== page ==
Pain Receptors Are Free Nerve Endings. The pain receptors in the skin and other tissues are all free nerve endings. They are widespread in the superficial layers of the skin as well as in certain internal tissues, such as the periosteum, the arterial walls, the joint surfaces, and the falx and tentorium in the cranial vault. Most other deep tissues are only sparsely supplied with pain endings; nevertheless, any widespread tissue damage can summate to cause the slow-chronic-aching type of pain in most of these areas.
Three Types of Stimuli Excite Pain Receptors—Mechanical, Thermal, and Chemical. Pain can be elicited by multiple types of stimuli. They are classified as mechanical, thermal, and chemical pain stimuli. In general, fast pain is elicited by the mechanical and thermal types of stimuli, whereas slow pain can be elicited by all three types.
Some of the chemicals that excite the chemical type of pain are bradykinin, serotonin, histamine, potassium ions, acids, acetylcholine, and proteolytic enzymes. In addition, prostaglandins and substance P enhance the sensitivity of pain endings but do not directly excite them. The chemical substances are especially important in stimulating the slow, suffering type of pain that occurs after tissue injury.
Nonadapting Nature of Pain Receptors. In contrast to most other sensory receptors of the body, pain receptors adapt very little and sometimes not at all. In fact, under some conditions, excitation of pain fibers becomes progressively greater, especially so for slow-aching-nauseous pain, as the pain stimulus continues. This increase in sensitivity of the pain receptors is called hyperalgesia. One can readily understand the importance of this failure of pain receptors to adapt, because it allows the pain to keep the person apprised of a tissue-damaging stimulus as long as it persists.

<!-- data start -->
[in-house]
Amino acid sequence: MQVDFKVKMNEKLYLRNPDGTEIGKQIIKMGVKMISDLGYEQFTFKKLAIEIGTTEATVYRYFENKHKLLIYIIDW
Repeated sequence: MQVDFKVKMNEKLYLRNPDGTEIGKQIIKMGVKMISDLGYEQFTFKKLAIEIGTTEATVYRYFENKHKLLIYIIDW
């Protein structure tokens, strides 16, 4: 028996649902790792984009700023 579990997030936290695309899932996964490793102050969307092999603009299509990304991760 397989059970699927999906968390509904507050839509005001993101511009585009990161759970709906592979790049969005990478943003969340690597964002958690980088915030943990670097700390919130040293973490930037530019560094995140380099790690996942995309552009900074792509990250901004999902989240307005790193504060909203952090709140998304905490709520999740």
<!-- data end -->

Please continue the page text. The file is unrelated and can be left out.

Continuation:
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This ebook provides an introductory explanation of the workings of the human body, with an effort to draw connections between the body systems and explain their interdependencies. A framework for the book is homeostasis and how the body maintains balance within each system. This is intended as a first introduction to physiology for a college-level course.